One of the most popular displays today is an LCD display. They come in televisions, computer monitors, phones, and more, but do you know that chemistry and physics are the fundamental to create these screens?
LCD stands for Liquid Crystal display and were used to replace Cathode Ray Tube displays because the CRTs were too bulky making televisions and computer monitors huge. Inside of an LCD display there are multiple layers: a thin filmed transistor, an electrode pattern, a liquid crystal and some level of polarization.
The thin filmed transistor is a very specific form of glass known as Borosilicate glass, made up of around 13% boron trioxide and around 80% silicon dioxide. Its physical properties due to its compound make up allows the glass to be more shock resistant and heat resistant than your average piece of glass. The electrode pattern uses metals like copper and titanium to transfer electrons. The polarizer mainly works with filtering light. Previously, light was just projected onto the television. Now a polarizer filters light waves by direction reducing the amount of power required to use a lit up display. It also allows for smooth picture transition. Finally the liquid crystal is used to produce the crisp look of an LCD screen. This crystal starts out as a liquid and when it comes into contact with the average atmospherics on the surface of the earth, this liquid crystallizes, like a spiders silk. It has the unique ability based on its shape and structure to show or not show various light rays. The polarizer prepares the light for this liquid crystal making its job possible.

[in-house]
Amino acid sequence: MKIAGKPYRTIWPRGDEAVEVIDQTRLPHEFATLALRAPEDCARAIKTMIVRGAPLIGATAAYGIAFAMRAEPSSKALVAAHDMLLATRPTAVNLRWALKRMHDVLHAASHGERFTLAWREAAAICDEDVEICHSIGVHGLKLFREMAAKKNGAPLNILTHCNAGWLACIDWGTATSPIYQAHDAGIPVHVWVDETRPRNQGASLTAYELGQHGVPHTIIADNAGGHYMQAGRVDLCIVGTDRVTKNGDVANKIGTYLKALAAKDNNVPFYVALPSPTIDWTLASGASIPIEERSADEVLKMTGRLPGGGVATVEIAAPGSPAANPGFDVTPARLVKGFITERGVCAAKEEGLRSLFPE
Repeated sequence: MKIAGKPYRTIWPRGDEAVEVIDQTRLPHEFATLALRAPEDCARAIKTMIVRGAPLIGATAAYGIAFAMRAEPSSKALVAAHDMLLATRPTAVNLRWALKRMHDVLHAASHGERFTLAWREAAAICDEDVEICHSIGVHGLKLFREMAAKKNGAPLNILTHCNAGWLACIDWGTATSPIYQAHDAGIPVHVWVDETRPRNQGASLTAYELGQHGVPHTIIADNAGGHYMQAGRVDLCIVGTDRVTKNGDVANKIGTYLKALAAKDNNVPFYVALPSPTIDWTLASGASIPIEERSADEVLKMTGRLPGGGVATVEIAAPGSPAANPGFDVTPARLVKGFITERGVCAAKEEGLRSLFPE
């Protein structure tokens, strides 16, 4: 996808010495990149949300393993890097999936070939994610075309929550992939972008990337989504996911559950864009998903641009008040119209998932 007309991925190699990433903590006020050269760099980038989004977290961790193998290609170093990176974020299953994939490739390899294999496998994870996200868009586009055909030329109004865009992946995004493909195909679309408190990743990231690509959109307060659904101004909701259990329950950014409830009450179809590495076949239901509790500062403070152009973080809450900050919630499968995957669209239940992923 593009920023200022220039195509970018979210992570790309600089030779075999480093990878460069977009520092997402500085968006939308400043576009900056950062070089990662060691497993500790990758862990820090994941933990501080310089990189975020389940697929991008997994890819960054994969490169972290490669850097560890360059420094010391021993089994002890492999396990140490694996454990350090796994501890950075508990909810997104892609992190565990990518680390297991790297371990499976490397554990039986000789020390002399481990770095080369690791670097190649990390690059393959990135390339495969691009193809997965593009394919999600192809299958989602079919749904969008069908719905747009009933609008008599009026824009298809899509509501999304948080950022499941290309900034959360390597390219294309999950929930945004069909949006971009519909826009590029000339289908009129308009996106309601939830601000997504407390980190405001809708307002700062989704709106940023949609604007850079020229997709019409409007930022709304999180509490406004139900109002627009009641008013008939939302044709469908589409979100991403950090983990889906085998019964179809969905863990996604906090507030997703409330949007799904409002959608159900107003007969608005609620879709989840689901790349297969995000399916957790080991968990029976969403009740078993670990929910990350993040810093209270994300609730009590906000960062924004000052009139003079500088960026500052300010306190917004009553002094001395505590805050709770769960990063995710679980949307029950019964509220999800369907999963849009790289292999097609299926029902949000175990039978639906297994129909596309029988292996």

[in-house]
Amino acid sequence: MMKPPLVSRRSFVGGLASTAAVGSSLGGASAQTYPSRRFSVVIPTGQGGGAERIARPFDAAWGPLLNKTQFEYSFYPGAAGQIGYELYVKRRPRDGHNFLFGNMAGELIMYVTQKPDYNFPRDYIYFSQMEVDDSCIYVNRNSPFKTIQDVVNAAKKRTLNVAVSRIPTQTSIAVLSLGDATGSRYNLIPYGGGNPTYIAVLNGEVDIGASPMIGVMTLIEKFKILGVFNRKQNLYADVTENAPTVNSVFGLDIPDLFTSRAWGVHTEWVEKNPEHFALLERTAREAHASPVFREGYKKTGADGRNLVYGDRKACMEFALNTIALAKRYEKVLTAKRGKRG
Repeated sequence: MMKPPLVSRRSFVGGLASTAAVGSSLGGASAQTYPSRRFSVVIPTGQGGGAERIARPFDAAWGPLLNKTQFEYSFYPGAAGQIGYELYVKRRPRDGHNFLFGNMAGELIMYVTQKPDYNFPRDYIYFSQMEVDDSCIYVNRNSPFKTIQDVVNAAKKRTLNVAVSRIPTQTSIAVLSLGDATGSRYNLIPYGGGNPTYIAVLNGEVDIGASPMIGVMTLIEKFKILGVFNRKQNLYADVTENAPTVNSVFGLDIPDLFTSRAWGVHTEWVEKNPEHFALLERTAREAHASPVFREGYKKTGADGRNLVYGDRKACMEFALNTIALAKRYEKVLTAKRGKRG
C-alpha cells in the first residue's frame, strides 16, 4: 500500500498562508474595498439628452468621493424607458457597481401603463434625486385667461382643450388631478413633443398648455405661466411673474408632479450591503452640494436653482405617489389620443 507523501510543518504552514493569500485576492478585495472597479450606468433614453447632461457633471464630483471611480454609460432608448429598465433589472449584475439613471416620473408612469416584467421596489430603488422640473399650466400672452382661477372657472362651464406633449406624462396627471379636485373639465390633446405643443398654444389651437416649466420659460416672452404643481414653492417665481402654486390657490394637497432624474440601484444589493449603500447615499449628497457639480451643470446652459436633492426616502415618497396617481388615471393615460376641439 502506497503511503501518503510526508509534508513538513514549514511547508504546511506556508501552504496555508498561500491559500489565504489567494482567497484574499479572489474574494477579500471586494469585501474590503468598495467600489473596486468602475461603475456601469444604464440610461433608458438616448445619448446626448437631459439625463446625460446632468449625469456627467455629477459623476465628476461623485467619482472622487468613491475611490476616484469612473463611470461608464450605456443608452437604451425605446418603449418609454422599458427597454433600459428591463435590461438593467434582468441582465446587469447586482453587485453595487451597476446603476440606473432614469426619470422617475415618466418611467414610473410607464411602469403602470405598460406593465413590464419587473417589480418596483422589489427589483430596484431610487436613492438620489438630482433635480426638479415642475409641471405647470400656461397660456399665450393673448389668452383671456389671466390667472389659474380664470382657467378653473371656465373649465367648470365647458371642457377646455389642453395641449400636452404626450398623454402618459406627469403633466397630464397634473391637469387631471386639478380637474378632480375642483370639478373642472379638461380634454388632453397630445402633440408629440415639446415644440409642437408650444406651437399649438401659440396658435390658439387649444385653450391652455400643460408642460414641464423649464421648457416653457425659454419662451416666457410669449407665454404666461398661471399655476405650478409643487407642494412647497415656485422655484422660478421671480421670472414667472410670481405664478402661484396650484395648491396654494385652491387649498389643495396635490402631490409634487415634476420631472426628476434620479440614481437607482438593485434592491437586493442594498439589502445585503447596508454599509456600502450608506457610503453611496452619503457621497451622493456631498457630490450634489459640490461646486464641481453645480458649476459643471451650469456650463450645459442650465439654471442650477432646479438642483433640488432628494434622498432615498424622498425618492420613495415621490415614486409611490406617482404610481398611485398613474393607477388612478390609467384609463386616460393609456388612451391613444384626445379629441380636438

So there you have it, now you know whats behind that magic box in your living room!